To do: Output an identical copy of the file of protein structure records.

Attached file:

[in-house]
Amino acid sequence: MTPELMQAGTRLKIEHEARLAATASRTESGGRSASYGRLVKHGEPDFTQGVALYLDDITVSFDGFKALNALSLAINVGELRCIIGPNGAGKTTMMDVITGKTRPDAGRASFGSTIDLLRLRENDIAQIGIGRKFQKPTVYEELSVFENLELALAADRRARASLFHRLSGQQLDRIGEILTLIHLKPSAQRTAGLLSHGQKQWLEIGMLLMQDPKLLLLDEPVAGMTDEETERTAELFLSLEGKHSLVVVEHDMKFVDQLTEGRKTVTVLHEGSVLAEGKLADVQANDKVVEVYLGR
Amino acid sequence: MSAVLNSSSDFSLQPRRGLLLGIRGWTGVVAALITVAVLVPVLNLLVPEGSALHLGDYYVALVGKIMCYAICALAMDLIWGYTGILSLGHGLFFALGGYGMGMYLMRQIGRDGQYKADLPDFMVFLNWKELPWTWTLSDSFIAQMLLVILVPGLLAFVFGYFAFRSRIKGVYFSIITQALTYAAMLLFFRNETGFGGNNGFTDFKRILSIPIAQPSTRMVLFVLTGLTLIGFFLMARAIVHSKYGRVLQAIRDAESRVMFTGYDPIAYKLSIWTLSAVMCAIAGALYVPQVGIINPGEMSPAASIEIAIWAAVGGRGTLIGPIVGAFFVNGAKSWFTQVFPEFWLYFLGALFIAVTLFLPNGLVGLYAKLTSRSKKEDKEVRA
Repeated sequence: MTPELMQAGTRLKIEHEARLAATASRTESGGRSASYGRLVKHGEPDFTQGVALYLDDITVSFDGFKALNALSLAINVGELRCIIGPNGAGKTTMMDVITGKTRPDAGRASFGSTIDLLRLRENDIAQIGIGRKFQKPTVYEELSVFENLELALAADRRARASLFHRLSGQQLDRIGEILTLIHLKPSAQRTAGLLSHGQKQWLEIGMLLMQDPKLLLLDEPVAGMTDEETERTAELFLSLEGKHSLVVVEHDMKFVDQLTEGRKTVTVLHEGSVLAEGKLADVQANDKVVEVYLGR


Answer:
[in-house]
Amino acid sequence: MTPELMQAGTRLKIEHEARLAATASRTESGGRSASYGRLVKHGEPDFTQGVALYLDDITVSFDGFKALNALSLAINVGELRCIIGPNGAGKTTMMDVITGKTRPDAGRASFGSTIDLLRLRENDIAQIGIGRKFQKPTVYEELSVFENLELALAADRRARASLFHRLSGQQLDRIGEILTLIHLKPSAQRTAGLLSHGQKQWLEIGMLLMQDPKLLLLDEPVAGMTDEETERTAELFLSLEGKHSLVVVEHDMKFVDQLTEGRKTVTVLHEGSVLAEGKLADVQANDKVVEVYLGR
Amino acid sequence: MSAVLNSSSDFSLQPRRGLLLGIRGWTGVVAALITVAVLVPVLNLLVPEGSALHLGDYYVALVGKIMCYAICALAMDLIWGYTGILSLGHGLFFALGGYGMGMYLMRQIGRDGQYKADLPDFMVFLNWKELPWTWTLSDSFIAQMLLVILVPGLLAFVFGYFAFRSRIKGVYFSIITQALTYAAMLLFFRNETGFGGNNGFTDFKRILSIPIAQPSTRMVLFVLTGLTLIGFFLMARAIVHSKYGRVLQAIRDAESRVMFTGYDPIAYKLSIWTLSAVMCAIAGALYVPQVGIINPGEMSPAASIEIAIWAAVGGRGTLIGPIVGAFFVNGAKSWFTQVFPEFWLYFLGALFIAVTLFLPNGLVGLYAKLTSRSKKEDKEVRA
Repeated sequence: MTPELMQAGTRLKIEHEARLAATASRTESGGRSASYGRLVKHGEPDFTQGVALYLDDITVSFDGFKALNALSLAINVGELRCIIGPNGAGKTTMMDVITGKTRPDAGRASFGSTIDLLRLRENDIAQIGIGRKFQKPTVYEELSVFENLELALAADRRARASLFHRLSGQQLDRIGEILTLIHLKPSAQRTAGLLSHGQKQWLEIGMLLMQDPKLLLLDEPVAGMTDEETERTAELFLSLEGKHSLVVVEHDMKFVDQLTEGRKTVTVLHEGSVLAEGKLADVQANDKVVEVYLGR